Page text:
Are Irreconcilable Differences Grounds for Divorce in the UK?
Irreconcilable differences is a term that’s used a lot in divorce. It refers to the inability of two people to resolve their differences in order to remain married.
Irreconcilable differences is often referred to as a no-fault divorce, which is now the current divorce law in England and Wales.
Previously, to apply for a divorce you had to prove your irreconcilable differences by using one of 5 facts:
- Unreasonable Behaviour
- 2 year separation
- 5 year separation
Irreconcilable differences could include problems such as:
- Family disputes
- Bad work and a home life balance
- Difficulties communicating
- A decrease in sexual intimacy
- Personal habits
- Disagreements involving household chores
- Friends and family’s input
- Debt and money problems
- Different parenting ideas
When supporting the divorce petition with one of the five facts, or reasons for divorce, you may be unsure which fact to use.
To legally prove irreconcilable differences you have to use one of the five facts below.
Adultery involves your spouse having sexual intercourse with a member of the opposite sex and as a result, the other spouse cannot continue to live with them.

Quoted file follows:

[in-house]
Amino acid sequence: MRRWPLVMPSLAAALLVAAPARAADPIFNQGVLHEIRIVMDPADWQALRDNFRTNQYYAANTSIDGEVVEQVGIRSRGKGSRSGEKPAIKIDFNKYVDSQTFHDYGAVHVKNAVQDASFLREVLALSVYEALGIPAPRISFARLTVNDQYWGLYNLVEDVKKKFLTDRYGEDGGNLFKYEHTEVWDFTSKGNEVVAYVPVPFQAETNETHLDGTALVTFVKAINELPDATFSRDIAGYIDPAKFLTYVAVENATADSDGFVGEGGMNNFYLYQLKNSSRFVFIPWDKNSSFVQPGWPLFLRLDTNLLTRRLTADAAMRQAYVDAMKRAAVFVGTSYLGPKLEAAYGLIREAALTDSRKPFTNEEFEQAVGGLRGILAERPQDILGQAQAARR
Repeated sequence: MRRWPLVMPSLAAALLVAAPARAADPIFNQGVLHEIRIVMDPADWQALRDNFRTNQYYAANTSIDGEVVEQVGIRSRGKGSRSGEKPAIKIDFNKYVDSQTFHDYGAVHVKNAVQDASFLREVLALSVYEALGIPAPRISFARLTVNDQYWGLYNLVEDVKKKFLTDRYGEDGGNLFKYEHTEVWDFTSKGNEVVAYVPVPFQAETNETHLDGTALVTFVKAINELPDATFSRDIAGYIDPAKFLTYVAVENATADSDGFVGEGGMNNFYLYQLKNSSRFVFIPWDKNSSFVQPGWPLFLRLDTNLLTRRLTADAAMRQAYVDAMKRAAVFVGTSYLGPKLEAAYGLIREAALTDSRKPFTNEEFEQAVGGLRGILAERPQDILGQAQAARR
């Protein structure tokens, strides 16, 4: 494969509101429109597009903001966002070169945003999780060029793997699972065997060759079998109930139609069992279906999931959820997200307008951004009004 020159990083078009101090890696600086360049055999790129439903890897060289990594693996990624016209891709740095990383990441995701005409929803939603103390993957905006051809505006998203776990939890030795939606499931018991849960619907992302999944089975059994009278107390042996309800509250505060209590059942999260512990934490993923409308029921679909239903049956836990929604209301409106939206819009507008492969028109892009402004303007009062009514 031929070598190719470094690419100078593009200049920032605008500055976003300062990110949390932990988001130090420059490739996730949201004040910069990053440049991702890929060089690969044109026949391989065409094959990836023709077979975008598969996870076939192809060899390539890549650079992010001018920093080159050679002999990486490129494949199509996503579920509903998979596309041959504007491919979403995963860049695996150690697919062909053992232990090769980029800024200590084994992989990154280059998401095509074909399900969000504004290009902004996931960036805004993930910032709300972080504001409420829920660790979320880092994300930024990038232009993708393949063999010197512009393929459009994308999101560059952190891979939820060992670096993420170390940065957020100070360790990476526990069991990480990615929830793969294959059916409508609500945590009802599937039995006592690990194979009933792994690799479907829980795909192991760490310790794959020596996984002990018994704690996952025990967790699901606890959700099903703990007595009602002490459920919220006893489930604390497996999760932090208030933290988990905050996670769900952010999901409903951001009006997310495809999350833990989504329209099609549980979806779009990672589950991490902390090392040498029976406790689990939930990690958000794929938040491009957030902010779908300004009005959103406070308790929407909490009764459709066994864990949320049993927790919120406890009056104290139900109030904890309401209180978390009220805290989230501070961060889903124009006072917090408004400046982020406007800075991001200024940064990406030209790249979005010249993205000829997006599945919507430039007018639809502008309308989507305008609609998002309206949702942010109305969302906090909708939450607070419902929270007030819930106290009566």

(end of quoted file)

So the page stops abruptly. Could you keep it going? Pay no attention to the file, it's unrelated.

If you wish to file for divorce using your spouse’s adultery then you need to file the divorce petition within six months of becoming aware of the adultery, otherwise, the law says you have allowed the adultery to happen.
2. Unreasonable Behaviour
Filing for divorce using unreasonable behaviour involves the petitioner explaining how the respondent has behaved in such an unreasonable manor hat they find it intolerable and can no longer continue to live with them.
The petitioner will need to provide the court with several written examples of the Respondent’s unreasonable behaviour.
3. 2 Year Separation
Divorce after 2 years is England & Wales’ answer to a no-fault ground for divorce.
It allows spouses to present a divorce petition to the court on the basis that they have been separated for 2 years or more and that they both consent to the divorce in writing.
4. 5 Year Separation
5-years separation involves the petitioner and respondent being separated for 5 years or more. You do not always need your spouse’s consent to divorce providing that you have done everything that is required to either find them or serve them the divorce papers.
Desertion is the least used grounds for divorce and simply means that your spouse has deserted you without your consent for at least two years.
Starting Divorce Proceedings
Starting a divorce can be an extremely difficult time especially if you don’t understand the divorce procedure or how to complete the divorce forms.
There are many factors that need to be considered when divorcing including children, belongings and finances. All of which can be very difficult to discuss with your spouse.
Not only is the divorce process daunting, many consider it to be extremely expensive.
Divorce-Online can provide you with the same service as your high street solicitor but at the fraction of the price. We have helped thousands obtain a quick, cheap and stress-free divorce.